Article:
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# Calculating the Cartesian product of a list of numbers with F#

I am new to f#

I am try to calculate the Cartesian products of a list of numbers. I "borrowed" this.

``````let xs = [1..99]
let ys = [1..99]
seq {for x in xs do for y in ys do yield x * y}
``````

Is there a better or more elegant way?

Gary

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Related question here: stackoverflow.com/questions/482866/f-cross-product-of-two-lists – Benjol Jun 2 '09 at 6:56

Another possibiltiy to tackle the problem based on functionality provided by the List module would be:

``````let xs = [1..99]
let ys = [1..99]
let zs = xs |> List.collect (fun x -> ys |> List.map (fun y -> x*y))
``````

which avoids the extra calls to .concat and should also do the job.

But I'd stick with your solution. It should be the most readable which is a real matchwinner. (Just try to read the codes out loud. Yours is perfectly understandable and Noldorins or mine are not.)

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Ah, I was wondering where the `mapconcat` method went! It seems it was just renamed to `collect` in the newest version. – Noldorin Jun 1 '09 at 18:28
Regarding how understandable/readable of each of our solutions is, I think this is somewhat subjective. We have certainly provided more typically "functional" style solutions, whereas the OP suggested a (perfectly good) solution that uses typically "imperative" constructs. I suspect someone from a functional background would find either of our methods clearer. – Noldorin Jun 1 '09 at 20:29

Disclaimer: I don't have a machine with the current F# installed, so I can't test my code. Basically, though, if you steal `sequence` from Haskell, you can write your program as

``````let cartesian = sequence >> List.map product
``````

and run it as

``````cartesian [[1..99]; [1..99]]
``````

Here's how to write `sequence`. It's a generalised version of the sequence expression you wrote. It just handles an unlimited number of lists: `{ for x in xs do for y in ys do for z in zs ... yield [x;y;z;...] }`.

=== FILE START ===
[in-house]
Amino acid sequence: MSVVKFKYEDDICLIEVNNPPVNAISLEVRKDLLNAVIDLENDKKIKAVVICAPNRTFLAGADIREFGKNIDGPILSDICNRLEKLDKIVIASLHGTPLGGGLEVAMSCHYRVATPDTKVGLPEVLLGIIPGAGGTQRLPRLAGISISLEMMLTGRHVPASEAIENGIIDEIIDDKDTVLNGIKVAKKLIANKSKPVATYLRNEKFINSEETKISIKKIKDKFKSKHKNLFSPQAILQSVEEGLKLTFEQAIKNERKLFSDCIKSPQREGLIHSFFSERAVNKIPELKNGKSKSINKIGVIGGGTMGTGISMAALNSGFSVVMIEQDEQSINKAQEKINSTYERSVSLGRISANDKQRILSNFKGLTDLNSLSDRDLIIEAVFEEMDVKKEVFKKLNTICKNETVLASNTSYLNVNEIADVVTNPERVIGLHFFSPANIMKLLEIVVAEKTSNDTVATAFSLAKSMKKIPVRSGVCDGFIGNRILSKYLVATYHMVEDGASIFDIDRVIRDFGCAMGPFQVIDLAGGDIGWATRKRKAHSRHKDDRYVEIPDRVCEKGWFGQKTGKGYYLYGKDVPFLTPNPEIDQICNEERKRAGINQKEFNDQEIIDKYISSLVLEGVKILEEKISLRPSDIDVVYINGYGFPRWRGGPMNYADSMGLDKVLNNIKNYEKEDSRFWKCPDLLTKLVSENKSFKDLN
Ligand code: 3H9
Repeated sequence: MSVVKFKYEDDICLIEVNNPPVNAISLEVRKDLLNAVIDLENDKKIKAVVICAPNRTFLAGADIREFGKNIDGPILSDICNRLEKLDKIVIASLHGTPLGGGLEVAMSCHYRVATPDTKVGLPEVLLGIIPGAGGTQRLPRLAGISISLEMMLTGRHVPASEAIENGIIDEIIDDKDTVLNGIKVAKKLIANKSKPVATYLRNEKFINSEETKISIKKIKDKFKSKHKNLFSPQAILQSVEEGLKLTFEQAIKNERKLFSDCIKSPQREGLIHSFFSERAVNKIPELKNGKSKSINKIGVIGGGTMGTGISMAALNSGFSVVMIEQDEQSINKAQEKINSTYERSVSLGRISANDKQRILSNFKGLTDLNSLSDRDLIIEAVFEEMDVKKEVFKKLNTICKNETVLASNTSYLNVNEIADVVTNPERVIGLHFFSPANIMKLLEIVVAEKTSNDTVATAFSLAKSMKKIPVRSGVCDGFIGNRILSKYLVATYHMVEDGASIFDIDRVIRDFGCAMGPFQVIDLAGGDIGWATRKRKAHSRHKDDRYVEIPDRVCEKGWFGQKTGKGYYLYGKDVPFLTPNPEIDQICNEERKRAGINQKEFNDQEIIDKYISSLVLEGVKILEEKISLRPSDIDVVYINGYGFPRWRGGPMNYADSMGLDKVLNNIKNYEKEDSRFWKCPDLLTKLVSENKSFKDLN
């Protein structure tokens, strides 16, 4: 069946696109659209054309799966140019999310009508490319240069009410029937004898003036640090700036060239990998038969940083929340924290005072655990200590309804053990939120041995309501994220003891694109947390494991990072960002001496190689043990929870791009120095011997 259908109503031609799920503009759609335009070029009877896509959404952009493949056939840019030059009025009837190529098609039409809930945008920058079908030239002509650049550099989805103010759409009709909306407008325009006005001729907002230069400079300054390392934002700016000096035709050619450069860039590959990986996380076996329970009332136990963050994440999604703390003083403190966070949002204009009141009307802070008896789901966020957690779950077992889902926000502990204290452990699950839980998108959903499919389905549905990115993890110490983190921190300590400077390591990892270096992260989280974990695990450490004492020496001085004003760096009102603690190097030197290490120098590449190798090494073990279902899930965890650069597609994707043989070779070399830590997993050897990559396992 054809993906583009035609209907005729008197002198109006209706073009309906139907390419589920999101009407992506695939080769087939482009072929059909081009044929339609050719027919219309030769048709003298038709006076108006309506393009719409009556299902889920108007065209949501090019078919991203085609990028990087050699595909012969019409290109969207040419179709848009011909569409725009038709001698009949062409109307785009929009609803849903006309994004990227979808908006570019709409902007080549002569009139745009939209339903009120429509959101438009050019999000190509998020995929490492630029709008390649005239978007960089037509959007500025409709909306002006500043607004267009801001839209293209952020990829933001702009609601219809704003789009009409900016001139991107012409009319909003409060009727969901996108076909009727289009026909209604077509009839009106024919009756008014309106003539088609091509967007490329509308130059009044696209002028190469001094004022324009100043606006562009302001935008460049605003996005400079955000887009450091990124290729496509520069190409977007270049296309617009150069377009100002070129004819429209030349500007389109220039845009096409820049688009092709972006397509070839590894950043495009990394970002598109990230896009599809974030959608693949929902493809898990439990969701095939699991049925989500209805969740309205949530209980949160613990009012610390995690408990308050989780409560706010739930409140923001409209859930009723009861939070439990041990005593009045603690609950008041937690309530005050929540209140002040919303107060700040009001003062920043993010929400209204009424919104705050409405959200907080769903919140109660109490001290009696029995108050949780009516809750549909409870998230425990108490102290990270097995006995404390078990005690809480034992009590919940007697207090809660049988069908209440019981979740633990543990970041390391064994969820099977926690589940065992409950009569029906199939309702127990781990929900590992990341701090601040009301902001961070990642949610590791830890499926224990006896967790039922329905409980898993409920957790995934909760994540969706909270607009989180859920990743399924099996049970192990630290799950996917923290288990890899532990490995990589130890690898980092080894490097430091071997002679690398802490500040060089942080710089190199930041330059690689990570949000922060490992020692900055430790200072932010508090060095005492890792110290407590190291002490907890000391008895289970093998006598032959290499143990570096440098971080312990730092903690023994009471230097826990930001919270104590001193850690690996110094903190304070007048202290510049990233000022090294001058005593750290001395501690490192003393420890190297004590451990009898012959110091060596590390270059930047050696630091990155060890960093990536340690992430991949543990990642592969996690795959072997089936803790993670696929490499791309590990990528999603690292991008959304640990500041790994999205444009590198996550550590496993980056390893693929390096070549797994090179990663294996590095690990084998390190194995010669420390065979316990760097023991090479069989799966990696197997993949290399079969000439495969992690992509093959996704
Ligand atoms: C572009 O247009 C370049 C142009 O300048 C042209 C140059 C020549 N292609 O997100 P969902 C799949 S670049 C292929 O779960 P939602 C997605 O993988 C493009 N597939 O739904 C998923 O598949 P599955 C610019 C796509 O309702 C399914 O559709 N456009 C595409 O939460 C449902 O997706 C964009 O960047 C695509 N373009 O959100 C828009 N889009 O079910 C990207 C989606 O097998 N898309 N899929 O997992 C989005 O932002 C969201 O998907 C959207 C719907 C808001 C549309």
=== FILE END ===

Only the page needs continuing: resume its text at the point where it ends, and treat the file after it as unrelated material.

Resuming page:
``````let rec sequence = function
| [] -> Seq.singleton []
| (l::ls) -> seq { for x in l do for xs in sequence ls do yield (x::xs) }
// also you'll need product to do the multiplication
let product = Seq.fold_left1 ( * )
``````

Then you can write your program as

``````let cartesian xs ys = [xs; ys] |> sequence |> List.map product
// ... or one-argument, point-free style:
let cartesian' = sequence >> Seq.map product
``````

You might have to change some `Seq`s to `List`s.

However, the number of people who can guess the meaning of your non-general list comprehension is probably a lot more than will recognise the name `sequence`, so you're probably better off with the list comprehension. `sequence` comes in handy any time you want to run a whole list of computation expressions, though.

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+1 for invoking monads – Jared Updike Jun 1 '09 at 21:46
You'll notice I avoided saying "monad". "Computation expression" still isn't as friendly as "warm fuzzy thing", though. :) – Nathan Shively-Sanders Jun 2 '09 at 13:27

There is indeed a slightly more elegant way (at least in the functional sense) to calculate the Cartesian products, which uses the functions that exist within the `List` class. (There's no need to involve sequences or loops here, at least not directly.)

Try this:

``````let xs = [1..99]
let ys = [1..99]
xs |> List.map(fun x -> ys |> List.map(fun y -> x * y)) |> List.concat
``````

Slightly longer admittedly, though more functional in style, it would seem.

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Actually the code in the question is closer to a list comprehension than your code, in my opinion. Yours is more like the desugared version of a list comprehension. – Ganesh Sittampalam Jun 1 '09 at 21:10
Yeah, I didn't mean list comprehensions actually - I'm not sure there's a special name for it, but I meant the List.* functions. – Noldorin Jun 2 '09 at 3:19
Can you elaborate on what you mean by "there is no need to involve sequences", I don't understand what the benefits are of using List.map over Seq.map? – ninegrid Jun 2 '09 at 21:40
@thinkhard: The Seq type in F# is actually just an alias for IEnumerable<T> in .NET, with a few additional functions (e.g. `map`). By using `Seq.map`, you're actually iterating over the list as you would using an `IEnumerable`, whereas when using `List.map` you're treating it specifically like as a linked list, thus not adding the overhead (and indirection) of iterables. – Noldorin Jun 2 '09 at 21:56